Understanding the Pond Environment
When starting or maintaining a pond, it is important to understand how the environment works. Whether you are keeping a wildlife or fish pond, the natural processes will be the same however factors like fish stocking levels will change how much pressure you are putting on these processes, and how you can support them.
One of the main biological processes in any water system is the nitrogen cycle. This cycle is how waste products like fish waste, plant decay and general organic sludge are broken down and processed by a variety of different useful bacteria. These waste materials are broken down through the nitrogen cycle to remove toxic chemicals and turn them into healthy nutrients which plants use to grow. The nitrogen cycle works like this:
The various good bacteria used to process waste in this cycle are naturally occurring in water, gravel and surrounding soil. As your pond matures, the levels of bacteria will slowly increase in line with the amount of waste produced. In the early stages of your ponds development, the levels of bacteria will not have built up sufficiently quickly to support the life in your pond so supportive treatments like Bio Start can be used to boost bacteria levels.
There are also various ways to support the rapid and healthy development of these essential bacteria populations:
- Eau natural – Bacteria will develop on any surface in the pond to help process waste. This will not be sufficient for an ornamental fish pond where the population of fish are sustained by feeding. This additional food adds nutrients to the pond system and means it is essential to have a biological filter to maintain water quality – see below. Having a strong plant presence in the pond will also help to balance the water quality as they will use nitrates and phosphates for growth.
- Pond pump – the addition of a pump aids the biological balance of the pond by introducing oxygen stopping it becoming stagnant and smelly. Pumps are often used to create fountains and water falls which circulate water and break up the surface of the water, adding oxygen. To ensure the correct level of circulation (moving water from the bottom of the pond to the surface) your pump should have a flow rate (described in lt/hr) of half the pond’s volume per hour e.g. 1000litre volume pond = 500lt/hr pump circulation. This will not be sufficient for an ornamental fish pond where the population of fish are sustained by feeding. This additional food adds nutrients to the pond system and means it is essential to have a biological filter to maintain water quality – see below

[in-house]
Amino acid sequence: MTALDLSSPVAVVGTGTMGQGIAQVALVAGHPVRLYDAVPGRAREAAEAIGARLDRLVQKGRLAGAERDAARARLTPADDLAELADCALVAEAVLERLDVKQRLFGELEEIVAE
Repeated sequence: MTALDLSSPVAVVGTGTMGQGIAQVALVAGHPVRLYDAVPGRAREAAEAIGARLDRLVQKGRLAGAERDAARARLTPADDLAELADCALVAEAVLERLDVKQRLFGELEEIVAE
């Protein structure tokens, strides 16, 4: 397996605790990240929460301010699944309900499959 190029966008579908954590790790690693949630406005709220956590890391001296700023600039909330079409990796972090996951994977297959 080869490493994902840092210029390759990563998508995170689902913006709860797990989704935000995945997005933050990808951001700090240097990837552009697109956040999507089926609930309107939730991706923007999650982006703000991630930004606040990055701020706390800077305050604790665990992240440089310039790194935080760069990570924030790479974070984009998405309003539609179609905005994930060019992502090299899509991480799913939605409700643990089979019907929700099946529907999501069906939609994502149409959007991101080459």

- Pond filters – filters are designed to specifically help create healthy water quality in your pond. Pond filters can be housed outside or inside the pond depending on the style of pond and space available. Filters require a pump to circulate pond water through the media (in-pond filters often have a built in pump). There are a variety of creative ways to disguise external filters like creating waterfalls or well-designed planting. A pond filter contains a specific high surface area biological media which make the ideal home for the bacteria which carry out the nitrogen cycle. The water is circulated through the biological media and supplies the bacteria with a steady supply of waste chemicals and the oxygen they need to process them. Filters will also have media to remove visible waste (mechanical filtration) to keep the pond water clear.
The other thing to remember is that ponds are an open environment meaning they can be polluted by outside sources like: run off from heavy rain, garden chemicals, detergents, concrete etc. It is important to be aware of possible pollutants as they can change the quality of the water and make it unhealthy for fish and wildlife.
Here are a few top tips to keep your pond environment working properly ensuring it remains healthy for fish, plants and wildlife
- Filter bacteria take a long time (up to 8 weeks) to get established on their own you can speed the process significantly when setting up a new pond by adding a bacteria and enzyme product like Bio Start or Clean Pond Pods to get the process started. The bacteria will also be dormant for most of the winter so may need a helpful boost in spring.
- Check that your pumps and filters (if installed) are running properly, check the flow and remove any blocages.
- Every month:
- Maintain your filtration systems and pumps by rinsing the various elements in pond water to clear blockages. Foams will need replacing every now and then
- Trim dead plants to encourage new growth.
- Remove floating matter with a net and bottom debris with a pond vacuum to prevent excess waste
- Top up any evaporation in your pond to dilute waste, always treat the new tap water with a de-chlorinator like Fresh Start as chlorine and chloramine in tap water is designed to kill bacteria which prevents the spread of disease in humans but will decimate the biological filter essential for a healthy pond. Chlorine and chloramine can also damage sensitive gill membranes of fish and other wildlife.
- Manage waste levels by using a pond filter and using products like Sludge Buster or Clean Pond Pods which include bacteria that will eat waste.
- Most of the toxic chemicals are completely invisible to the naked eye so you need to test your water regularly to check for chemical irregularities. This way you can catch problems early before they have severe effects on the health of your pond.